In an embodiment of the invention, the time machine may include a zero-delay arrangement for establishing an alternative path. In an embodiment, the zero-delay arrangement may include a sensor controller, which may be configured to monitor the power flowing into the tap. In an embodiment, the sensor controller may be configured to compare the power flowing into the time machine against a predefined threshold. If the power level is below a predefined threshold, then a set of capacitors may be employed to provide the temporary power source to the time machine to maintain the current communication link while a set of relays is establishing an alternative path (communication link) between the network devices. In an example, a direct communication path between the network devices (moving said set of relays from an opened position to a closed position) may be established when the current communication link is failing. Since the alternative path is established when the power drop is first detected and the communication link between the network devices has not yet been broken, no data packet loss is experienced. Thus, disruption to a company's network traffic may be substantially minimized, thereby, enabling the company to maintain its quality of service and limit its financial loss.

FIG. 6A shows, in an embodiment of the invention, a simple block diagram illustrating an arrangement for maintaining a link after a power disruption. Consider the situation wherein, for example, data traffic is flowing between two network devices, between a port 602 of Network A and a port 604 of Network B. Both port 602 and port 604 may be RJ45 jacks that support Ethernet over twisted pairs. To monitor the data traffic, a gigabit network tap (such as a time machine) 606 may be provided. As aforementioned, in order for network tap 606 to monitor the data traffic, a communication link may be established between network tap 606 and port 602 of Network A and network tap 606 and port 604 of Network B.

Those skilled in the art are aware that a gigabit network tap may include a set of PHYs for establishing communication links with the network devices. In an embodiment, when network tap 606 is first turn on, the master-slave mode of a set of PHYs 608 may be configured. In an embodiment, a sensor controller 614 may be employed to configure set of PHYs 608 via a path 616. In an example, side 610 of set of PHYs 608 may be set up in a master mode while side 612 of set of PHYs 608 may be set up in a slave mode. Once the master-slave mode has been established, network tap 606 may participate in auto-negotiation to establish a communication link with each of the network devices.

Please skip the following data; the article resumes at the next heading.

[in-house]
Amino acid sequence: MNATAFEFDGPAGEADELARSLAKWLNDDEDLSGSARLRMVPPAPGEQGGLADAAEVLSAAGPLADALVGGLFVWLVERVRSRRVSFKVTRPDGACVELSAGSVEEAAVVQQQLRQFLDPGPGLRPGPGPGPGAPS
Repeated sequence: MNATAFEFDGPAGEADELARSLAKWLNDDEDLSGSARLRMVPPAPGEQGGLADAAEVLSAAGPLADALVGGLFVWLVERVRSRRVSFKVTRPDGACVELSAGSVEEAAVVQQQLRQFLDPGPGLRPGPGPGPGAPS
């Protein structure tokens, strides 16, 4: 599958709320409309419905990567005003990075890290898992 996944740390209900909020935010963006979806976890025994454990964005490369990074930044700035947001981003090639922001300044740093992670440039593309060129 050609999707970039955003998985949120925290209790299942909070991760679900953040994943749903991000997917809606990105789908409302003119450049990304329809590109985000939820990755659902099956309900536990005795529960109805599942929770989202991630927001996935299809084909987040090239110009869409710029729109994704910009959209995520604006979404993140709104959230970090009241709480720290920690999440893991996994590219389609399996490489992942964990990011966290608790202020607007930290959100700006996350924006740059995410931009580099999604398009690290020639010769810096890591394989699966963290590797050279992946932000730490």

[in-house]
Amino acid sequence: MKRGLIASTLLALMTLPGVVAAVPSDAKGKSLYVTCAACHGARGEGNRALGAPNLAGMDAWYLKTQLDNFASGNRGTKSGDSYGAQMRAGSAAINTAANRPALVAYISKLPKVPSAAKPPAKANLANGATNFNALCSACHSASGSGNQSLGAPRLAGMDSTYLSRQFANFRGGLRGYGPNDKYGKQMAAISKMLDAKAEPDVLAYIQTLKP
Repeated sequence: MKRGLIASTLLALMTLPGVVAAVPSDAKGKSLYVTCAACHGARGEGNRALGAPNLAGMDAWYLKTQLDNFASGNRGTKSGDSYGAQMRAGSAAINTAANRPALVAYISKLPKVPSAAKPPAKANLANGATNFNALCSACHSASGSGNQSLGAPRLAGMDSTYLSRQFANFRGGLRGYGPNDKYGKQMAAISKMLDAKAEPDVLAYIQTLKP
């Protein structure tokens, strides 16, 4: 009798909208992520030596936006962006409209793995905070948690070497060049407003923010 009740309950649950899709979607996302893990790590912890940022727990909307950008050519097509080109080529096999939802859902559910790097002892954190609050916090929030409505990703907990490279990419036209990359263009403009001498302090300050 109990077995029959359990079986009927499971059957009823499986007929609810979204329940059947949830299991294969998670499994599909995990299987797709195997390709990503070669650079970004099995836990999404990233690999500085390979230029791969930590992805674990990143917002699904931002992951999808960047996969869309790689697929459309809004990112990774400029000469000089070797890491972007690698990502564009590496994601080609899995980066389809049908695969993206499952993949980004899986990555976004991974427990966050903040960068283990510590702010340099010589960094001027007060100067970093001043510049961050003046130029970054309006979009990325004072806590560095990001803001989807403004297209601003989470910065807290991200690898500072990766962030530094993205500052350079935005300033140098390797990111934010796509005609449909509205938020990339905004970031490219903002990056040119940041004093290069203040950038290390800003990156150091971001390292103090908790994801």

Since side 610 of set of PHYs has been set up in a master mode, port 602 of Network A may be set up in a slave mode. Likewise, since side 612 of set of PHYs has been set up in a slave mode, port 604 of Network B may be set up in a master mode. In an example, data traffic may flow from network twisted pair pins 1-2 of port 604 to tap twisted pair pins 3′-6′ of side 612 of set of PHYs. The data traffic is then forwarded by tap twisted pair pins 1-2 of side 610 of set of PHYs 604 to network twisted pair pins 3′-6′ side of port 602. In another example, data traffic may flow from network twisted pair pins 4-5 of port 604 to tap twisted pair pins 7′-8′ of side 612 of set of PHYs. The data traffic is then forwarded by tap twisted pair pins 4-5 of side 610 of set of PHYs 604 to network twisted pair pins 7′-8′ side of port 602.

In an embodiment, sensor controller 614 may also be configured to monitor the power level flowing to network tap 606. In an example, a primary power source 620 (such as a 12 volt power adaptor) may be available to provide power to network tap 606. Similar to FIG. 3, sensor controller 614 may be configured to compare the power level from primary power source 620 to a predefined threshold. If the power level falls below the predefined threshold, then sensor controller may switch a set of relays 622 from an opened position to a close position to create an alternative data path.

FIG. 6B shows, in an embodiment, examples of data paths between two network devices. In an example, data traffic may be flowing from port 604 (network twisted pair pins 1-2) through network tap 606 to port 602 (network twisted pair pins 3′-6′). In other words, data traffic may flow from network twisted pair pins 1-2 of port 604 through a relay 622 a (paths 650 a/650 b) to tap twisted pair pins 3′-6′ of side 612 of set of PHYs (paths 652 a/652 b). The data traffic is then forwarded by tap twisted pair pins 1-2 of side 610 of set of PHYs 604 through a relay 622 b (paths 654 a/654 b) to network twisted pair pins 3′-6′ side of port 602 (paths 656 a/656 b). However, when power disruption occurs, relay 622 may be switched to establish a set of alternative paths. In an example, instead of flowing through paths 652 a/652 b and paths 654 a/654 b, data traffic may be directed from relay 622 a along paths 658 a/658 b to relay 622 b (without going through network tap 606) before flowing onward to port 604 of Network B.